Industry Mounts Costly Effort to Prevent Another Valdez Oil Spill

by Terry Maxon and Jim Landers
The Dallas Morning News
May 14, 2001

NEW ORLEANS—Oil drilling in the Arctic National Wildlife Refuge has long been framed as a struggle between national energy needs and the polar wilderness. But when an environmental catastrophe did occur 12 years ago, it wasn't on the frozen tundra.

It was 800 miles south in icy Prince William Sound. The giant tanker Exxon Valdez ran aground, fouling prime tourist and commercial fishing waters with 11 million gallons of crude.

That wasn't Bob Levine's disaster, but a big blue tanker he helped design and build over the last few years is a direct result. The Polar Endeavor, built in a shipyard alongside the Mississippi River, is the latest concept in crude-oil tankers and a conscious application of lessons learned from the Exxon Valdez wreck.

It is also a highly visible symbol of a costly, intense, and decade-long effort to more safely move the vast quantities of volatile and toxic Alaskan oil essential to American industry and ultimately consumers.

The Endeavor, built for Phillips Petroleum Inc., has two hulls—one inside the other and separated by empty space—to reduce the risk of rupture in collisions with reefs, anchors or other hazards. It has independent twin rudders and twin engines to stay the course if one power or steering system fails. And its entire exterior skin is thicker and designed for a long, crack-free life.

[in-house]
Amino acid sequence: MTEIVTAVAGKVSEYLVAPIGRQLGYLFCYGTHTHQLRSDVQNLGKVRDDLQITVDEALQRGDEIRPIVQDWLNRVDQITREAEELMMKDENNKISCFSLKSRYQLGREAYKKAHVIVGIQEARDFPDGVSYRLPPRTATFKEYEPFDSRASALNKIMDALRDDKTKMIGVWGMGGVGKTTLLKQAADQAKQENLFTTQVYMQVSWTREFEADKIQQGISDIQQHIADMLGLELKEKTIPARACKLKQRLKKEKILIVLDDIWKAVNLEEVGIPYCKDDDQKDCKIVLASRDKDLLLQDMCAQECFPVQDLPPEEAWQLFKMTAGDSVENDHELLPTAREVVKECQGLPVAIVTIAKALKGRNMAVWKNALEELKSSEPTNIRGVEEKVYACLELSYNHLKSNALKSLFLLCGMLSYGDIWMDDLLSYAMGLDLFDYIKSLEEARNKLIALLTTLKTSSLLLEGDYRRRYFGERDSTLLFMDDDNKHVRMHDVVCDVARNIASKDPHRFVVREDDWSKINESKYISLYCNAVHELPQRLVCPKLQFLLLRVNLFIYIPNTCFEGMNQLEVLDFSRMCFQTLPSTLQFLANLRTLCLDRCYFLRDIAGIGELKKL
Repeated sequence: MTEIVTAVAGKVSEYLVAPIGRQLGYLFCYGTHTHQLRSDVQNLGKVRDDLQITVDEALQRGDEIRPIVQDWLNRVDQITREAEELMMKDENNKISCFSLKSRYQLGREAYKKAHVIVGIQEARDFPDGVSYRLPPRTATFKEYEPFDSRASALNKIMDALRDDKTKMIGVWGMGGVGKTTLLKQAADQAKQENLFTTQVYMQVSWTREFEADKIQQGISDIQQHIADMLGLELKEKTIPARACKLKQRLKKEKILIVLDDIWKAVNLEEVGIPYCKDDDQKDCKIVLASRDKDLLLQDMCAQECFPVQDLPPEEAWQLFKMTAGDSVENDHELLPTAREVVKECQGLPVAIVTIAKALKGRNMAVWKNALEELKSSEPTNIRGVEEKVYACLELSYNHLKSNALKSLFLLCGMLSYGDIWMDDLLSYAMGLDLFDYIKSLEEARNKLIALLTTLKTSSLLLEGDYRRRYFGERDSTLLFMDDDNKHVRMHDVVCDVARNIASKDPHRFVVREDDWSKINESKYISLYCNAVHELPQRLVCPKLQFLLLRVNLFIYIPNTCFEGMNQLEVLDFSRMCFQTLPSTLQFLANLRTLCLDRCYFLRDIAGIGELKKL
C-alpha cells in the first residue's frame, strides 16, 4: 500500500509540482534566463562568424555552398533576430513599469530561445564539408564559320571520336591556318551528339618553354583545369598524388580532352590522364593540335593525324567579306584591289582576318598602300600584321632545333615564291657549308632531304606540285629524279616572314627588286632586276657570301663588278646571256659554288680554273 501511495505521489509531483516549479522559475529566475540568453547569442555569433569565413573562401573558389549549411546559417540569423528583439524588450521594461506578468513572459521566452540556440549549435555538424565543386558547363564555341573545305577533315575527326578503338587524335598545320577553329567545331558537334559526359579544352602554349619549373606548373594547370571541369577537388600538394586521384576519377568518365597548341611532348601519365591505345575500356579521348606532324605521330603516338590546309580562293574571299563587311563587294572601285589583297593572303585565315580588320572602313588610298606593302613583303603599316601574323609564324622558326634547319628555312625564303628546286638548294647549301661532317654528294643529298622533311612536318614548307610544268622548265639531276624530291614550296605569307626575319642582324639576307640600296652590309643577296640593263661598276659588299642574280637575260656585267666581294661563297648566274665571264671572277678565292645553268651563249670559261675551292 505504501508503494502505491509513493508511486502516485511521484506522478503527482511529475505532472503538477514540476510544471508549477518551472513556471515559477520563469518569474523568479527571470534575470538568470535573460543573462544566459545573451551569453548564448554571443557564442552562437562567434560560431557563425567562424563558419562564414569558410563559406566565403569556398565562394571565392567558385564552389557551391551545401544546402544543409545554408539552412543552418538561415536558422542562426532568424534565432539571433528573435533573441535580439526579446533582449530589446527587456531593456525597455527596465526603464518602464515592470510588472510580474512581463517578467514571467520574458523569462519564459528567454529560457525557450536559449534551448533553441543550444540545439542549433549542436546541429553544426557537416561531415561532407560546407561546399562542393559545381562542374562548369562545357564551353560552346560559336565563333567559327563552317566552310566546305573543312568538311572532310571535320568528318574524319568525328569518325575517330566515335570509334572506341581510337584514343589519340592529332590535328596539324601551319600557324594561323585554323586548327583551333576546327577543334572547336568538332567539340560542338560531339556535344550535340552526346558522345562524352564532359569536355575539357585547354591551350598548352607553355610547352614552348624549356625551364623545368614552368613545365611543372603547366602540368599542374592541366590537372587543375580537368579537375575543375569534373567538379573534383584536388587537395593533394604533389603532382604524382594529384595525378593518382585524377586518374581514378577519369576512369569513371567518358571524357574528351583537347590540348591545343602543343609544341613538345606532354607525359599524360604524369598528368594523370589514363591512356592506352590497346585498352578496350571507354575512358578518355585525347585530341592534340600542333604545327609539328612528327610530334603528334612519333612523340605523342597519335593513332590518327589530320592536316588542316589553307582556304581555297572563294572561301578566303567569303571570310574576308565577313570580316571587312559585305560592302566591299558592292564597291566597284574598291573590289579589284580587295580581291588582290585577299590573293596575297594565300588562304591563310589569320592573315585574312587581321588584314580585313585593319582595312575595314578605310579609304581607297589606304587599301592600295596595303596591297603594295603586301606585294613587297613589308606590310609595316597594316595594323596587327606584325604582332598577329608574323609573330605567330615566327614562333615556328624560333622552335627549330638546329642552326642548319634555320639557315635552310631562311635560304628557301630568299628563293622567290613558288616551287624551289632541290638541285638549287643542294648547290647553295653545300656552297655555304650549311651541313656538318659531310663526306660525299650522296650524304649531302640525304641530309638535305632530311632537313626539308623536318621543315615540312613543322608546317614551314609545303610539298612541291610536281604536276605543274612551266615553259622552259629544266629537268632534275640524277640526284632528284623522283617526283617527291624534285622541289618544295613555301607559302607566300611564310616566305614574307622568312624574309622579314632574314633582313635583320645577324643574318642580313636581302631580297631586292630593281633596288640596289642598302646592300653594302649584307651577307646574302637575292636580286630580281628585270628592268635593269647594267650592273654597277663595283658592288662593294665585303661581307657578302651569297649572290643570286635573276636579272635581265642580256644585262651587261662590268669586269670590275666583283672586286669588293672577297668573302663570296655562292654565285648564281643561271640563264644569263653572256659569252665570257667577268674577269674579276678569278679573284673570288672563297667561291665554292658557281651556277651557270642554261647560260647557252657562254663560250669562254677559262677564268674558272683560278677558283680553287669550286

Most people agree the Exxon Valdez wasn't done in by its single hull, single rudder, single engine or the thickness of its steel. The crash into Bligh Reef was less complex.

"Stupidity," said Levine. Or, he added in a more kindly way, "human error."

Multiple Safeguards

In the fight to prevent another crude oil calamity, the first line of defense is better vessels—ones that won't rupture as easily, get into trouble so quickly when things go wrong or break up as much in crashes.

But even a ship with all the latest innovations will gush oil if it runs full speed into submerged rocks, hits another ship or slams into a dock hard enough. That's why loaded tankers today leave the huge Alaskan oil port of Valdez escorted by three tugboats with supercharged engines capable of taking over if something goes awry.

It's why all tanker officers take alcohol breath tests before they can leave port, and why the U.S. Coast Guard station at Valdez uses transponders, global positioning satellites and radar to track tankers.

It's why warning lights are now on Bligh Reef, and why ice conditions in the sound are monitored every six hours.

Continued on Next Page >>



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